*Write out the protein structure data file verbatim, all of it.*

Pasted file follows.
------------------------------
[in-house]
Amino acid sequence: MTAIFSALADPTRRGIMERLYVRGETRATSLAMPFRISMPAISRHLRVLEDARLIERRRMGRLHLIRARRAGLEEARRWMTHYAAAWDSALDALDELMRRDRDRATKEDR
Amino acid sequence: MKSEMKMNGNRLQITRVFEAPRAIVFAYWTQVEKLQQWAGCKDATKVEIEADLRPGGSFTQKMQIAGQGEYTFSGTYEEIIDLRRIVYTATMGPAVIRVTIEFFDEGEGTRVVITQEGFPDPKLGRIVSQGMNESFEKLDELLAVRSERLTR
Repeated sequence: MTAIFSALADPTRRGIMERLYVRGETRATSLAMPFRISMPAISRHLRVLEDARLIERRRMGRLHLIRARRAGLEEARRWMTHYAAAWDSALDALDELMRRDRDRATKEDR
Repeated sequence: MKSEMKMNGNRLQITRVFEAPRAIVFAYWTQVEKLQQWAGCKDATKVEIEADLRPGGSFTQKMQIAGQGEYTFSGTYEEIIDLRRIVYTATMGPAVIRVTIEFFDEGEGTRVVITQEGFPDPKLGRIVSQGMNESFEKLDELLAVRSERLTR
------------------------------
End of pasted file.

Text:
[in-house]
Amino acid sequence: MTAIFSALADPTRRGIMERLYVRGETRATSLAMPFRISMPAISRHLRVLEDARLIERRRMGRLHLIRARRAGLEEARRWMTHYAAAWDSALDALDELMRRDRDRATKEDR
Amino acid sequence: MKSEMKMNGNRLQITRVFEAPRAIVFAYWTQVEKLQQWAGCKDATKVEIEADLRPGGSFTQKMQIAGQGEYTFSGTYEEIIDLRRIVYTATMGPAVIRVTIEFFDEGEGTRVVITQEGFPDPKLGRIVSQGMNESFEKLDELLAVRSERLTR
Repeated sequence: MTAIFSALADPTRRGIMERLYVRGETRATSLAMPFRISMPAISRHLRVLEDARLIERRRMGRLHLIRARRAGLEEARRWMTHYAAAWDSALDALDELMRRDRDRATKEDR
Repeated sequence: MKSEMKMNGNRLQITRVFEAPRAIVFAYWTQVEKLQQWAGCKDATKVEIEADLRPGGSFTQKMQIAGQGEYTFSGTYEEIIDLRRIVYTATMGPAVIRVTIEFFDEGEGTRVVITQEGFPDPKLGRIVSQGMNESFEKLDELLAVRSERLTR